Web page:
As part of Schneider Electric, an Impact Company, at Wiser we're comitted to a holistic approach to sustainability. That means not only focusing on reducing our carbon emissions, but taking action to foster a better future for all in many different ways. Celebrating women's achievements on International Women's Day doesn't just improve gender equality and benefits the lives of people across the world, it's great for the planet too as we'll explain.
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What is International Women’s Day?
Today, Tuesday 8th March, marks International Women’s Day (IWD) 2022. It’s a global celebration of the social, economic, cultural, and political achievements of women, and serves as a call to action for accelerating women's equality.
Having started in 1911 with a gathering of over a million people, IWD has been celebrated worldwide for well over a century.
The theme of IWD 2022 is #BreakTheBias, encouraging communities, workplaces, schools, colleges and universities around the world to call out and reject gender discrimination, combating the deliberate or unconscious bias that makes it difficult for women to progress.
Gender Inclusivity and Sustainability
Gender Equality is Goal 5 of the 17 UN Sustainable Development Goals – To achieve gender equality and empower all women and girls.
The benefits of gender equality are numerous, including:
- ● Increased GDP, reduced poverty and a boosted economy by more women in the workplace, more women in senior positions and the closing of gender pay gaps.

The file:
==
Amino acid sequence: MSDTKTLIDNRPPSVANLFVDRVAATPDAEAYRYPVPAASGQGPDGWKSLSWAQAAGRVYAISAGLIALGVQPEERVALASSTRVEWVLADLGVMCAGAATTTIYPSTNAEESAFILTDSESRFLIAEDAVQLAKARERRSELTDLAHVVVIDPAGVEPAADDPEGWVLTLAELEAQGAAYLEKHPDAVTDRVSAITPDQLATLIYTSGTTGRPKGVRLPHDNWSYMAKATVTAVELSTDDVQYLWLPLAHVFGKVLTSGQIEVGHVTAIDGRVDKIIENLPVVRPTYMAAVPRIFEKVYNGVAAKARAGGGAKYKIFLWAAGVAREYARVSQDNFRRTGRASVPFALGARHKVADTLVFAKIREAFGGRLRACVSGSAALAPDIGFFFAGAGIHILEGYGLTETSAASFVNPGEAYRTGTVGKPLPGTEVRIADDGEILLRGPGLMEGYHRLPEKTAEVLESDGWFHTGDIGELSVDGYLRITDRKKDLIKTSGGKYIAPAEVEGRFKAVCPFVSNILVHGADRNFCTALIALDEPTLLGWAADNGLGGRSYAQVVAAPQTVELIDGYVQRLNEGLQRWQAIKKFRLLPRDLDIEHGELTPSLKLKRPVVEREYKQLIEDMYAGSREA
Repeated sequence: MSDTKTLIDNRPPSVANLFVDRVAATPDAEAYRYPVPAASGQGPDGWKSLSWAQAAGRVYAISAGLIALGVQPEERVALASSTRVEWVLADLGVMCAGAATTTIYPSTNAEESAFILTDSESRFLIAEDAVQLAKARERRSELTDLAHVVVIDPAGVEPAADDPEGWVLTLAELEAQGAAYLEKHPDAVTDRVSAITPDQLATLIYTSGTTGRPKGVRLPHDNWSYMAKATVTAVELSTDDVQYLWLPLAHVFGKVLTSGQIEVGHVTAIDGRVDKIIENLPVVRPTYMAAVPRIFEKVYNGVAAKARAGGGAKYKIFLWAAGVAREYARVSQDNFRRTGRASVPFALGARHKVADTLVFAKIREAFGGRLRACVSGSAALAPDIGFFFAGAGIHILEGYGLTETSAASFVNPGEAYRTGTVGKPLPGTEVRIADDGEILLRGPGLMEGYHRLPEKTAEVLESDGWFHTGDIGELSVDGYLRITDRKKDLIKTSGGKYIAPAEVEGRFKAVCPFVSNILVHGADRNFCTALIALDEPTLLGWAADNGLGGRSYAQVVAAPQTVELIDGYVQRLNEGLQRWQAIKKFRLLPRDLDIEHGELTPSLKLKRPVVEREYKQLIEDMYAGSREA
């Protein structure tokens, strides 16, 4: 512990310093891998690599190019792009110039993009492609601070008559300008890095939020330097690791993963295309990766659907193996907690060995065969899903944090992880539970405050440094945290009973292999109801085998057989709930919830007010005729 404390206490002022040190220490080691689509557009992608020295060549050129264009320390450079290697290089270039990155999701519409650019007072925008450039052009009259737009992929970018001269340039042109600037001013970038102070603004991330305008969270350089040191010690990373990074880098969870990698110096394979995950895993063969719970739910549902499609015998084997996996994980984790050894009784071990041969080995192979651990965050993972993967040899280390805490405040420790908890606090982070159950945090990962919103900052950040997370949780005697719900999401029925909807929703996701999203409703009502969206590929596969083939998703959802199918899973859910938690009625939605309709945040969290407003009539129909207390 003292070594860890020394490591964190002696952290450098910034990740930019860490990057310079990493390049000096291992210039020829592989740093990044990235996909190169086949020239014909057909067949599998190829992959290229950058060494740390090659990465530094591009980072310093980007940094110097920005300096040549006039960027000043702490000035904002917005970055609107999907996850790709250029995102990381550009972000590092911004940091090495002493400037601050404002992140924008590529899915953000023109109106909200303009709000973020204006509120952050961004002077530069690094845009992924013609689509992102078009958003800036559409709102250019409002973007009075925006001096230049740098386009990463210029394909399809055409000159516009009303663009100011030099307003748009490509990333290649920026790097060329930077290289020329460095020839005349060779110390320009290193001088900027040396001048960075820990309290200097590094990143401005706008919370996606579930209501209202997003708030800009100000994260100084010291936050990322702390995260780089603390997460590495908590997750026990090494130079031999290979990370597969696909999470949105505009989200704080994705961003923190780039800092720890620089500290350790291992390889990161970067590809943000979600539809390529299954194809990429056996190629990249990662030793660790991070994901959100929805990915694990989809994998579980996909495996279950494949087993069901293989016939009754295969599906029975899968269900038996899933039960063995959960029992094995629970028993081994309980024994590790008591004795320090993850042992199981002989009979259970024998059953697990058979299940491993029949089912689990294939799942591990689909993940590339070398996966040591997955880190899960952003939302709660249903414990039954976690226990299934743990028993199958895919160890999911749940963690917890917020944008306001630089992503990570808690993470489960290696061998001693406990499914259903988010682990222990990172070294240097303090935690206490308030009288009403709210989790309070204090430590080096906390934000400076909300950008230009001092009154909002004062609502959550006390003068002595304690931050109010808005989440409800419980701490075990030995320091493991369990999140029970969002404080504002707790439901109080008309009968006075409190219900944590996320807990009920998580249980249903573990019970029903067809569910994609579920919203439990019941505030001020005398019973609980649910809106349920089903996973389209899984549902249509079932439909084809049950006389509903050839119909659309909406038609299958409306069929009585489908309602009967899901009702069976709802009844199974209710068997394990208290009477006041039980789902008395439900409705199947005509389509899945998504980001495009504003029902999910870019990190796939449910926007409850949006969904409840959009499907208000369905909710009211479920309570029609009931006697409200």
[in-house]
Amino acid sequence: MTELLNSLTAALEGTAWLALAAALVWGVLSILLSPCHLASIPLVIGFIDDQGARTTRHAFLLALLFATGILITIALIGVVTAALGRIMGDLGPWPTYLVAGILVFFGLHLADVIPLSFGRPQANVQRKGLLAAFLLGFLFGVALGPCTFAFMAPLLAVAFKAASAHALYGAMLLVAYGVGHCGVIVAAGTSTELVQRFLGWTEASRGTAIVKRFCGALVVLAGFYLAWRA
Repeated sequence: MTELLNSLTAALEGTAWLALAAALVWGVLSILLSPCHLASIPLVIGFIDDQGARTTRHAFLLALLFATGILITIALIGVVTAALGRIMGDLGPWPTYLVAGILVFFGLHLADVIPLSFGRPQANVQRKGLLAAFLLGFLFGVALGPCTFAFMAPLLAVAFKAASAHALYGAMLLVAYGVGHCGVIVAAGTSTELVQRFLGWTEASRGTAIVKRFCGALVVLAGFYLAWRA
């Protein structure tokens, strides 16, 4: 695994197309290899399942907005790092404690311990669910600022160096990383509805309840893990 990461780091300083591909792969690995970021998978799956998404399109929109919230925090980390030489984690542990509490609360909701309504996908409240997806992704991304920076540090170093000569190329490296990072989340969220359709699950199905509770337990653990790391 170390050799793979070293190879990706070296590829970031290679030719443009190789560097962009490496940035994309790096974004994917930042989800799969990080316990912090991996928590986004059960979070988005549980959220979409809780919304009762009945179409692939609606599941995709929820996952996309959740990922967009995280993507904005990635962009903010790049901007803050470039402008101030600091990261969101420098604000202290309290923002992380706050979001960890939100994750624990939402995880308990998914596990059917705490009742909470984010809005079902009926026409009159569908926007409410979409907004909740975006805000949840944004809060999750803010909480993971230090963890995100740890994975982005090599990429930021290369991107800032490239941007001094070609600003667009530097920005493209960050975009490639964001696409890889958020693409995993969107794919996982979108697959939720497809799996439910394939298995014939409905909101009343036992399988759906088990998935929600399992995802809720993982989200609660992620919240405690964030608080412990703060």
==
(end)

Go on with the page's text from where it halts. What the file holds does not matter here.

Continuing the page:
- ● Research shows diversity and inclusivity in the workplace is more economically productive.
- ● Reduced violence against women.
- ● Improved mental health for both women and men.
- ● Better knowledge of environmental impact of human activities is gained when women who rely on ecosystems are included in impact discussions.
- ● More girls in education means fewer are forced into marriage and starting families young, giving them more options to live healthier, happier lives and contribute to their communities and environment.
- ● Better education for women allows more reproductive choices, reduces infant mortality and improves the opportunities they can offer their children, and their children’s children.
- ● Gender equality benefits men too, by enabling more freedom as to how men express themselves and so eliminating pressure to fit a stereotype, an effect often referred to as ‘toxic masculinity’ which is harmful to both men and women.
Women in Technology Through History
There are far too many great women in the world’s history of technology to name here, but let’s look at 3 incredible women who overcame the gender bias challenges of their day to develop vital technology that most of use today.
Dedicated mathematician, Katherine Johnson (born 1918), spent her entire career teaching or performing technical calculations, a difficult profession for African-Americans, especially women, to enter at the time.
She pioneered the use of digital computers at NASA during her 33-year career there, calculated the trajectory for the 1969 Apollo 11 flight to the moon where Neil Armstrong would utter those famous words “One giant leap for mankind”, and worked on emergency backup procedures and charts that helped the stricken Apollo 13 crew return home safely. Whilst sadly receiving no mention in the blockbuster film, Apollo 13 (1995), the story of Johnson’s team of extraordinary women at NASA is told in Hidden Figures (2016).